Monday 23 August 2010

My first time in a British van

So, I've had my drivers licence since December 2006 and I moved to the UK in September 2008, but until I moved to Cardiff (August 2010), I'd never driven a car on the left side of the road. (Except for that one time I went back to Holland for a couple of days and ended up facing the back of the traffic lights, but I'd rather not talk about that.)

Last time Freddie and I moved (from our lovely mansion in Uxbridge to the House of Horrors in Harrow) we hired a man with a van. This time, we decided not to bring the wardrobe, bed, cooker and all those other big pieces of furniture; a mate helped us get the motorbike and a chest of drawers full of undies, socks and shirts up here; but we still needed to rent a van for the rest of our clothing, bicycles, duvet, Freddie's weights, cookery stuff, tomato and pepper seedlings... you get the gist.

I decided to rent an old Ford Transit for the weekend via because it was the cheapest option. Their insurance, however, was shit – basically I would have to pay for any damage under £700 and I couldn't get any extra cover. Don't get me wrong – I'm not an irresponsible driver and I respect the road, but I'd never driven in Britain before, and I'm used to small cars like my mum's Peugeot 206cc – not vans with the steering wheel at the right side of the car! So I was bricking it just thinking of driving without any useful insurance.

Several sleepless hours later, I gave my credit card details to, an innovative website that sells full AXA Car Insurance cover for the duration of your car rental. I was happy as Larry with this find - and still am, even though I didn't add a scratch to the ramshackle old Transit, because it made me feel so much more confident.

I found staying on the left side of the road the easiest thing in the world (of course I did have lots of practice on my bicycle). Still, Freddie said the first twenty minutes were possibly the most frightening moments of his life. I blame this on the gear stick, which was knackered and made it virtually impossible to shift gears fluently. Also, I kept asking him to look out of the left window and tell me whether I was getting too close to the curb/cars/cyclists, which must have given him the impression I had no idea what I was doing. Though I didn't commit any serious offences, I certainly upset a lot of other drivers by not being quick enough. But after I left Central London, I was starting to get the hang of it and I soon didn't even have to mouth apologies at other drivers any more! We left London Saturday night at midnight and because I had to hand in the van on Monday morning, I decided to leave the house in Cardiff at 4 am Monday morning - about a day after we arrived.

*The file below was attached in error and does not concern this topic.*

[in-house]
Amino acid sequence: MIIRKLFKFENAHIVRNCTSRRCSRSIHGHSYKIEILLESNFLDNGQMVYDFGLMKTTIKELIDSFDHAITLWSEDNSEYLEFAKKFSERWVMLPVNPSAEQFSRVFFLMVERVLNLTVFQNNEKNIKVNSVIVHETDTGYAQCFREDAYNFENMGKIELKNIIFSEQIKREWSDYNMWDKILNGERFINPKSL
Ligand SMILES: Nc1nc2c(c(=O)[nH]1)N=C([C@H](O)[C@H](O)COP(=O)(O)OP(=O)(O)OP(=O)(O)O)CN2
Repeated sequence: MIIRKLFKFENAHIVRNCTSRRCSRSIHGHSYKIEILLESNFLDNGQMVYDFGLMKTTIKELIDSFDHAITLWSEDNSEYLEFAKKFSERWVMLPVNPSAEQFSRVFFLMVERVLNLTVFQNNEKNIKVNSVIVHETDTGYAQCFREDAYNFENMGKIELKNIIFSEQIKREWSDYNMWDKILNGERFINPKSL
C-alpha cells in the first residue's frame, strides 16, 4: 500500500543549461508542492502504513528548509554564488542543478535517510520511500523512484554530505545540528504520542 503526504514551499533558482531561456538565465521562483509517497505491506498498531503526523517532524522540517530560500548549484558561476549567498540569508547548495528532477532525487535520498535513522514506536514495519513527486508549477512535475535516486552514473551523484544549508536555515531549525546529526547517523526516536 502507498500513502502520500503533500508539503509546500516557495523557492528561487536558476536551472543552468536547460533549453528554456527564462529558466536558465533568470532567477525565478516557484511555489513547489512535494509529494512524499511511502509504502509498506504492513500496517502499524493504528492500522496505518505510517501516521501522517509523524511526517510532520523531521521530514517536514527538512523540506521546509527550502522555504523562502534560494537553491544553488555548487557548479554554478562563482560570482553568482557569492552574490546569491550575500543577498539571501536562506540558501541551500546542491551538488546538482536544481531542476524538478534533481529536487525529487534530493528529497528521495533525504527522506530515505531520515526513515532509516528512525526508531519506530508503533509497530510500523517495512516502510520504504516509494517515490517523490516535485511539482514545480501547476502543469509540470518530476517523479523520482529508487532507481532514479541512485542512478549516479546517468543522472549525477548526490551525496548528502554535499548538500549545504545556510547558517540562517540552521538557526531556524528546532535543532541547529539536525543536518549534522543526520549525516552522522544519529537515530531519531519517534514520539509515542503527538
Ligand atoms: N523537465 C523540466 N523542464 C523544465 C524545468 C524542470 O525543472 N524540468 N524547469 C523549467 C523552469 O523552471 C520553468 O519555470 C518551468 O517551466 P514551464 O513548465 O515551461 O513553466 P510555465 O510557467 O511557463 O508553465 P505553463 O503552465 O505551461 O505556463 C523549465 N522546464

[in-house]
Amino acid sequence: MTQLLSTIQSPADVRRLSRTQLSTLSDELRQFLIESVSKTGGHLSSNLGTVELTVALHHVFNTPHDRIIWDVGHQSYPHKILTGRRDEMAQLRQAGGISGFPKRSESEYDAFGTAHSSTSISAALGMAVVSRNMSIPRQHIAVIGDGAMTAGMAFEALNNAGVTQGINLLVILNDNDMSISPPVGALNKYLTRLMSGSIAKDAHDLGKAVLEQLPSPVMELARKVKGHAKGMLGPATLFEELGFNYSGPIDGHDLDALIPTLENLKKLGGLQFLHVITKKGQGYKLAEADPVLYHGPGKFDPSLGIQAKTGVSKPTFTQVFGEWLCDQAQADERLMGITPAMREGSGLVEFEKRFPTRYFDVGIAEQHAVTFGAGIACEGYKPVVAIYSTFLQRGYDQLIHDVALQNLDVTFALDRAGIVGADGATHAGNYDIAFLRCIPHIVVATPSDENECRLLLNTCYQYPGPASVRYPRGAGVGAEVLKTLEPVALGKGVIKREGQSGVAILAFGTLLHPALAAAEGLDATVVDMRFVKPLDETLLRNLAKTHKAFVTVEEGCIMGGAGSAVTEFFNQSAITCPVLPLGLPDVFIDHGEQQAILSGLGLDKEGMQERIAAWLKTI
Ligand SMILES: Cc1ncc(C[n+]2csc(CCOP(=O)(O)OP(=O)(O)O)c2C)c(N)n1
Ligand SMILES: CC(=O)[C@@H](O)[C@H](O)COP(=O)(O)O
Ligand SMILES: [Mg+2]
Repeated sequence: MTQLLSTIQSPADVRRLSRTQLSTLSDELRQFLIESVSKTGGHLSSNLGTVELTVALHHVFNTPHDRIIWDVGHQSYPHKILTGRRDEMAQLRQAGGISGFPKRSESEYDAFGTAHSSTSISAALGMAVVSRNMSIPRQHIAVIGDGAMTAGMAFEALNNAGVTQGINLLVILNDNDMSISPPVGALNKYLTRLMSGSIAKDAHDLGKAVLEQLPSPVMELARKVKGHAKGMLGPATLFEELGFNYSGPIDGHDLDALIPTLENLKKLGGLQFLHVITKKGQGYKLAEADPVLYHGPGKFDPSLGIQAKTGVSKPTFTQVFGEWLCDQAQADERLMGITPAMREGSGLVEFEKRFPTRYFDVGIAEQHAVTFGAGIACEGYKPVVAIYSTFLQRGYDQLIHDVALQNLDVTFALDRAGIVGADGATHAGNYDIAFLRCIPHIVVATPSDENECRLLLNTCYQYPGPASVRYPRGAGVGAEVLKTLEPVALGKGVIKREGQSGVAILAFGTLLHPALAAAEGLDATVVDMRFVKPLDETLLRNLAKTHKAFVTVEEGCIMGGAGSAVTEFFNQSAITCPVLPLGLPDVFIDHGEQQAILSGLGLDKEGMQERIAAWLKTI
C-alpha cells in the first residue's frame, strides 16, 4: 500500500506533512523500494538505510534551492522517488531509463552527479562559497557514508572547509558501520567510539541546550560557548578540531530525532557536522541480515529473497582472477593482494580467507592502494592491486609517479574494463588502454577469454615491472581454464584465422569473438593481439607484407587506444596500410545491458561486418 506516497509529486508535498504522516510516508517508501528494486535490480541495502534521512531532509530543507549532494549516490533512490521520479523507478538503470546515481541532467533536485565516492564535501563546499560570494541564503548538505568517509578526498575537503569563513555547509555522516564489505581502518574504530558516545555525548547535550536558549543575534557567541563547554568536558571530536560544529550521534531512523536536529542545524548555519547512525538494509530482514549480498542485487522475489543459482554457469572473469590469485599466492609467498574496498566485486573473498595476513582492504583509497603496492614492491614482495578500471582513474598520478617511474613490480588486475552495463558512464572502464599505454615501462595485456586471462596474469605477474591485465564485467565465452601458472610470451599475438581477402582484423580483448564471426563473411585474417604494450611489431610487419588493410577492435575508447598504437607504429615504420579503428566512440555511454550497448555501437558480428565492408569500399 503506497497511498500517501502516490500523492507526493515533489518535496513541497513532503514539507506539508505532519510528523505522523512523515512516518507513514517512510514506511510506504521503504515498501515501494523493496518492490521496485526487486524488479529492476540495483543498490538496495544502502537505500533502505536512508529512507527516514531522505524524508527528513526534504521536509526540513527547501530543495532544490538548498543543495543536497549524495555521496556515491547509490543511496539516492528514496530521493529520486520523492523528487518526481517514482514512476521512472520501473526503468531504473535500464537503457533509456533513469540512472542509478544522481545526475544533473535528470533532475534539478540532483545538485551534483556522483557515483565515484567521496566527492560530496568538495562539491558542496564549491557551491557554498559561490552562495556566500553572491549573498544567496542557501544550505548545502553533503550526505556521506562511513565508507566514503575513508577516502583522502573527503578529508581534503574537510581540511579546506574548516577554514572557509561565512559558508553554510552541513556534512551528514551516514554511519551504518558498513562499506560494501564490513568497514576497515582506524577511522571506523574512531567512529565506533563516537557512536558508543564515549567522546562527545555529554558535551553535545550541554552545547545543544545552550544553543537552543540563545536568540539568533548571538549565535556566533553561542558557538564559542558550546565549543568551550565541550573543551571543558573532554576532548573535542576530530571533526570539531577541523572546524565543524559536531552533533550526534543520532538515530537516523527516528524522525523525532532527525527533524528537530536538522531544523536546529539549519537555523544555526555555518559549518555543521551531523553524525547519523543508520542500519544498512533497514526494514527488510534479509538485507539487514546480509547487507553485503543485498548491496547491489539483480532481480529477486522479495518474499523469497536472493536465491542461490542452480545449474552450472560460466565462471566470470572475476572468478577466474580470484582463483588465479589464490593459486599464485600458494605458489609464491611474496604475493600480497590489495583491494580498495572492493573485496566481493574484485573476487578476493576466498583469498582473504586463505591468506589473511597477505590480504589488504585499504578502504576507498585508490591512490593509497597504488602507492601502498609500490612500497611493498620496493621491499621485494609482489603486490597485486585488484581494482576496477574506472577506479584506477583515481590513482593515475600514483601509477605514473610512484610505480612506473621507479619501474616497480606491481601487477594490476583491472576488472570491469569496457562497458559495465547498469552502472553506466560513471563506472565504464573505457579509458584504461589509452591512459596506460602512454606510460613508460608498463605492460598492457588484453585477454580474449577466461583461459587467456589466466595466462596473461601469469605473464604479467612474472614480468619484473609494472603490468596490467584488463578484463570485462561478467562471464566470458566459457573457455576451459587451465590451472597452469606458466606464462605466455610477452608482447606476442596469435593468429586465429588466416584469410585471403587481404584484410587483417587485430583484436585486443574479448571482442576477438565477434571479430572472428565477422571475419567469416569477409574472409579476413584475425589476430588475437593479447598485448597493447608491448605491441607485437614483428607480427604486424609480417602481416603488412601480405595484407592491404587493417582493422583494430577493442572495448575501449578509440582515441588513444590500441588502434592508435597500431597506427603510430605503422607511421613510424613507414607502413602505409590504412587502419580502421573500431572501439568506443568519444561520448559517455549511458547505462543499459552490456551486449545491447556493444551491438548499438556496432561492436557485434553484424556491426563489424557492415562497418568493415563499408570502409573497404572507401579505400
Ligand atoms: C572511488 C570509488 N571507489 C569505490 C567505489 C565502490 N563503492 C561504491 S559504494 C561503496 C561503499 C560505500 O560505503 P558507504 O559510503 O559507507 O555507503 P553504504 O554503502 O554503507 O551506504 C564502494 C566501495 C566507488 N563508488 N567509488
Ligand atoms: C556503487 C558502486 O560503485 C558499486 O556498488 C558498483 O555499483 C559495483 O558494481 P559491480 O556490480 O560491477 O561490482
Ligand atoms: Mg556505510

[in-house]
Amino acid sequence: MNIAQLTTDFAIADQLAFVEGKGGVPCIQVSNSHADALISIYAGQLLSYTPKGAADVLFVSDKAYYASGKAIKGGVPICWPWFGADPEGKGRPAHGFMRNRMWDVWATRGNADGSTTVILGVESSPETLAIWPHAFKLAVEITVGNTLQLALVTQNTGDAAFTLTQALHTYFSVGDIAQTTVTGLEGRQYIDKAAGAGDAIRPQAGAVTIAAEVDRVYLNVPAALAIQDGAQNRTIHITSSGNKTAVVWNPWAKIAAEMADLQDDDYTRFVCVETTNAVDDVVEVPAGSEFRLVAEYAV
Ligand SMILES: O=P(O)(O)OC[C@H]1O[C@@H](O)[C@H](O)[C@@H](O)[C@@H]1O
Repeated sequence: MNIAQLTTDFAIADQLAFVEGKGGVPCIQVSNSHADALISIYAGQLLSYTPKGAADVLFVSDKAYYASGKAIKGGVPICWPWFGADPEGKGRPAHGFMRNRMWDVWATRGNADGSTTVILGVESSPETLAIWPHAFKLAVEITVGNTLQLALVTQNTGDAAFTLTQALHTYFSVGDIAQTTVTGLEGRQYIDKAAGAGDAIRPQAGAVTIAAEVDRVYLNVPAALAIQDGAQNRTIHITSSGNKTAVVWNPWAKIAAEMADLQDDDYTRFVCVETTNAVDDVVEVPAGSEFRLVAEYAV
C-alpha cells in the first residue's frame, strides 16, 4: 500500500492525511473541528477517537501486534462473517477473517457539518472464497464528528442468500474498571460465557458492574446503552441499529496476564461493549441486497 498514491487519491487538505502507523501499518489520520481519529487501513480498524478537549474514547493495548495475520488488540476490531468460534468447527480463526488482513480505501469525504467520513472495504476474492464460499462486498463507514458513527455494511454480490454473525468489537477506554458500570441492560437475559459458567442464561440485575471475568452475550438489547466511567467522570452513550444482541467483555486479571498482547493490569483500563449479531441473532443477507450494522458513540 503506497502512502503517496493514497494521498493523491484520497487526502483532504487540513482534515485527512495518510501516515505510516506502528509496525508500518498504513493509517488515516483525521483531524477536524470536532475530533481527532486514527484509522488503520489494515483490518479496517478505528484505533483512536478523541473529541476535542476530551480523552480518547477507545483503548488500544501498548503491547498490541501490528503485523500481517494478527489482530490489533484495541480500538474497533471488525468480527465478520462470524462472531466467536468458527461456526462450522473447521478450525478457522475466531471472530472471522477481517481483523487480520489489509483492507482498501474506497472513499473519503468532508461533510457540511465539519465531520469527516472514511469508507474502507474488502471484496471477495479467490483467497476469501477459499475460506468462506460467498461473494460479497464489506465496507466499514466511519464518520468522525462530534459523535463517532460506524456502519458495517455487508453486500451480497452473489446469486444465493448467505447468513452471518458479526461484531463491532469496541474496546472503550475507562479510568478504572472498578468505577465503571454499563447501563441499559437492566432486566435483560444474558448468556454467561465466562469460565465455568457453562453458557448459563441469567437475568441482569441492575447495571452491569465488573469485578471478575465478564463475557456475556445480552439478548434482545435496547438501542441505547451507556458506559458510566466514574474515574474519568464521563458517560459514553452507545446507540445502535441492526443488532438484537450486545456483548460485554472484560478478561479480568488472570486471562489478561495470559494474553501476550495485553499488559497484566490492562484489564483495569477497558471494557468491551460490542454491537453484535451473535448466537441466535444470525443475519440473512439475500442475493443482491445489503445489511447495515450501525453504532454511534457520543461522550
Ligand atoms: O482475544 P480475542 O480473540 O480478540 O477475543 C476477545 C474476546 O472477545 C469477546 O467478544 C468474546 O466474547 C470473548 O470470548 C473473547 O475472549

The drive home as much fun - radio on full blast, pedal to the metal and a bottle of Boost on my lap - as getting stuck in traffic round the corner from the rental company was aggravating. I think I spent more time in the city than on the M4! What made it even worse was that I thought I had to pay for congestion charge before entering the zone, which made me leave the motorway prematurely. This time, I fully understood why drivers had been shouting at me when I was driving too slowly or making it impossible for them to overtake earlier. I have to admit I was quite tempted to make some impolite gestures at clumsy drivers myself. But if they're not doing it on purpose, what's the point in making them feel bad? Road rage will only increase your own stress levels, and it's not like it's going to make you get to your destination any quicker. So instead of shouting at other drivers, I sang along with Metallica and the Offspring to let off steam and behaved like a decent driver. Hell, I even wore a seatbelt at all times – unlike this dude Kevin, who appeared on Cab Cam, a campaign against road rage.

You may have noticed this is a Sponsored Post. Since I quit my full time job in order to write my second novel, I'm happy to make some extra money with my blog. That doesn't mean I've lost my integrity or autonomy, though. I'll choose my sponsors carefully. I was planning to write about my first experience with driving in Britain anyway and I did take out that AXA van insurance. And I do think AXA Respect On The Road campaign is worth a like on Facebook – because it's funny and it shows what a silly thing road rage is:


  1. Yes, Wiley E Coyote suffered from road rage and where did it get him? Have you ever seen a passenger of a passing car press his bare bottom against the window? I'm wondering whether it only happens in movies.

  2. @GB when I was stuck in traffic, I think some bare buttocks flattened against windows would have cheered me up :)

    @nursemyra, it reminds me of the audio bullys:
    The weirdest thing is that I actually saw quite a lot of these angry little grown-ups back in London.

  3. The AXA ad reminds me of commuting in London. People can be bullish even on foot... I hold my head in shame and have to admit to a foot stamping and ankle kicking incident... nuff said.

  4. honestly, ankle kicking? that's vicious!

  5. You have an interesting way of writing,considering you want to pursue your career as a writer,I believe I will be buying your books for sure.Great Job.

    Bleeding Healer

  6. An employer should set their van policy with respect to private use in writing, keep this updated and give this to their van driving staff, or make it available where they may all read it.